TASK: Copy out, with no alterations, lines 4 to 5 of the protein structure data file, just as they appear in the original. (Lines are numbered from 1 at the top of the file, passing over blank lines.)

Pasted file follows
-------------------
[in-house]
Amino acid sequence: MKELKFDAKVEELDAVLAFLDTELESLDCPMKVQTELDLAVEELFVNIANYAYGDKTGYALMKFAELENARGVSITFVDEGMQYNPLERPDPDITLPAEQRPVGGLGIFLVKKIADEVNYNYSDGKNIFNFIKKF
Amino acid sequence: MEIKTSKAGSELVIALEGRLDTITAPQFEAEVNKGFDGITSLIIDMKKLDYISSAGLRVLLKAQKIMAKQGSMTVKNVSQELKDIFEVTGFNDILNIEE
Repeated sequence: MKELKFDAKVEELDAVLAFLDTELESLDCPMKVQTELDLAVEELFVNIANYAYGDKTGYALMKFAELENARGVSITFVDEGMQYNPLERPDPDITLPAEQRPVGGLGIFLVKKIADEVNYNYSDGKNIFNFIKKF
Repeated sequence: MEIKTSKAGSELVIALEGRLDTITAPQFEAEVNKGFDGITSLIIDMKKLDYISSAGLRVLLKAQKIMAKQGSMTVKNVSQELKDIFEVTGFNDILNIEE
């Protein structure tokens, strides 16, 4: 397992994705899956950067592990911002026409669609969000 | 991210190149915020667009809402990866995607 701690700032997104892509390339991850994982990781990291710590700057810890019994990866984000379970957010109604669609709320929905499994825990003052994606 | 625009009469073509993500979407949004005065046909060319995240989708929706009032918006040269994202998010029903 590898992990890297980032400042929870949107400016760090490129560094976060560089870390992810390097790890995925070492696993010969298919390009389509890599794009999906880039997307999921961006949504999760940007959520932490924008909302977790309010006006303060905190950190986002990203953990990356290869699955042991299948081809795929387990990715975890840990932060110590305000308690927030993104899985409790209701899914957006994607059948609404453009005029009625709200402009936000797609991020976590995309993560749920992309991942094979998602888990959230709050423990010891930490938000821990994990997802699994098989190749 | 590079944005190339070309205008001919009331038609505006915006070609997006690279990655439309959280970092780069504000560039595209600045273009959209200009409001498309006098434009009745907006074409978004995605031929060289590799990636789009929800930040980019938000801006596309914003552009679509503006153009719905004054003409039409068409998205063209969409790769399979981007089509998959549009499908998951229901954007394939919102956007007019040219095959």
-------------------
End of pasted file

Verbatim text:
Repeated sequence: MKELKFDAKVEELDAVLAFLDTELESLDCPMKVQTELDLAVEELFVNIANYAYGDKTGYALMKFAELENARGVSITFVDEGMQYNPLERPDPDITLPAEQRPVGGLGIFLVKKIADEVNYNYSDGKNIFNFIKKF
Repeated sequence: MEIKTSKAGSELVIALEGRLDTITAPQFEAEVNKGFDGITSLIIDMKKLDYISSAGLRVLLKAQKIMAKQGSMTVKNVSQELKDIFEVTGFNDILNIEE